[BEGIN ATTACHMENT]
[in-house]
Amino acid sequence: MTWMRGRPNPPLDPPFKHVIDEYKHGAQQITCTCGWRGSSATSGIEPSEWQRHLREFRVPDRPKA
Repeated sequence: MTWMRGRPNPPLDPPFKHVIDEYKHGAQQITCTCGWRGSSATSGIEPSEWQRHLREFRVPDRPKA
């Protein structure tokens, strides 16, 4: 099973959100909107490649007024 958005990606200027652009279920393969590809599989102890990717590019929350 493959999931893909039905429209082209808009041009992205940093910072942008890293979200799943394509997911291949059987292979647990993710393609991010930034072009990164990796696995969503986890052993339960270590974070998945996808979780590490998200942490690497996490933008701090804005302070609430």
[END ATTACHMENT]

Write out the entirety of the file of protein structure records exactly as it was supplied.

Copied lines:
[in-house]
Amino acid sequence: MTWMRGRPNPPLDPPFKHVIDEYKHGAQQITCTCGWRGSSATSGIEPSEWQRHLREFRVPDRPKA
Repeated sequence: MTWMRGRPNPPLDPPFKHVIDEYKHGAQQITCTCGWRGSSATSGIEPSEWQRHLREFRVPDRPKA
């Protein structure tokens, strides 16, 4: 099973959100909107490649007024 958005990606200027652009279920393969590809599989102890990717590019929350 493959999931893909039905429209082209808009041009992205940093910072942008890293979200799943394509997911291949059987292979647990993710393609991010930034072009990164990796696995969503986890052993339960270590974070998945996808979780590490998200942490690497996490933008701090804005302070609430």